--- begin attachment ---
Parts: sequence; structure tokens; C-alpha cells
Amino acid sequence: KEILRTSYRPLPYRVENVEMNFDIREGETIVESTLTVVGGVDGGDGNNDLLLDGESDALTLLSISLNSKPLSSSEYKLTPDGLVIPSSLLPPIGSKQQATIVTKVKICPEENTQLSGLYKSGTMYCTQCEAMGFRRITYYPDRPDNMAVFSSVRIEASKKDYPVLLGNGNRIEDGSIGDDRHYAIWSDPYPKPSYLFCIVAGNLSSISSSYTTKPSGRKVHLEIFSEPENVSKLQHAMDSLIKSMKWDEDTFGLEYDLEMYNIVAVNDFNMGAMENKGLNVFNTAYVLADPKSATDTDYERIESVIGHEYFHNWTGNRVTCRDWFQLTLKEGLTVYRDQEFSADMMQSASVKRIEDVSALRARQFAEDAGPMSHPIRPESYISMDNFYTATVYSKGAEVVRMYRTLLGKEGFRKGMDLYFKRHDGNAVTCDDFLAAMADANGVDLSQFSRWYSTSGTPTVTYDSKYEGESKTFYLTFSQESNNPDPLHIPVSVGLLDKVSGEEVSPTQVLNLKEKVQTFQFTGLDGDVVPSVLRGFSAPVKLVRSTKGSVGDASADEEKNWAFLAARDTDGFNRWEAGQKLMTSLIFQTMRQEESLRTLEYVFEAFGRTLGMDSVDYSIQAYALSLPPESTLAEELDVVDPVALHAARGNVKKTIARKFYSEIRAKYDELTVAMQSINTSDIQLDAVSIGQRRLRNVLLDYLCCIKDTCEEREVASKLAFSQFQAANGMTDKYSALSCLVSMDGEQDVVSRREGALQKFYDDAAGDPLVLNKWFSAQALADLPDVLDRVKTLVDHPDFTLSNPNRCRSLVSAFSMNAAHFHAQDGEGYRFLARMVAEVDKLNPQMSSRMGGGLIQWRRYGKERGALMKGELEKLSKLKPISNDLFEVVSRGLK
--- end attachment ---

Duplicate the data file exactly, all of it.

Parts: sequence; structure tokens; C-alpha cells
Amino acid sequence: KEILRTSYRPLPYRVENVEMNFDIREGETIVESTLTVVGGVDGGDGNNDLLLDGESDALTLLSISLNSKPLSSSEYKLTPDGLVIPSSLLPPIGSKQQATIVTKVKICPEENTQLSGLYKSGTMYCTQCEAMGFRRITYYPDRPDNMAVFSSVRIEASKKDYPVLLGNGNRIEDGSIGDDRHYAIWSDPYPKPSYLFCIVAGNLSSISSSYTTKPSGRKVHLEIFSEPENVSKLQHAMDSLIKSMKWDEDTFGLEYDLEMYNIVAVNDFNMGAMENKGLNVFNTAYVLADPKSATDTDYERIESVIGHEYFHNWTGNRVTCRDWFQLTLKEGLTVYRDQEFSADMMQSASVKRIEDVSALRARQFAEDAGPMSHPIRPESYISMDNFYTATVYSKGAEVVRMYRTLLGKEGFRKGMDLYFKRHDGNAVTCDDFLAAMADANGVDLSQFSRWYSTSGTPTVTYDSKYEGESKTFYLTFSQESNNPDPLHIPVSVGLLDKVSGEEVSPTQVLNLKEKVQTFQFTGLDGDVVPSVLRGFSAPVKLVRSTKGSVGDASADEEKNWAFLAARDTDGFNRWEAGQKLMTSLIFQTMRQEESLRTLEYVFEAFGRTLGMDSVDYSIQAYALSLPPESTLAEELDVVDPVALHAARGNVKKTIARKFYSEIRAKYDELTVAMQSINTSDIQLDAVSIGQRRLRNVLLDYLCCIKDTCEEREVASKLAFSQFQAANGMTDKYSALSCLVSMDGEQDVVSRREGALQKFYDDAAGDPLVLNKWFSAQALADLPDVLDRVKTLVDHPDFTLSNPNRCRSLVSAFSMNAAHFHAQDGEGYRFLARMVAEVDKLNPQMSSRMGGGLIQWRRYGKERGALMKGELEKLSKLKPISNDLFEVVSRGLK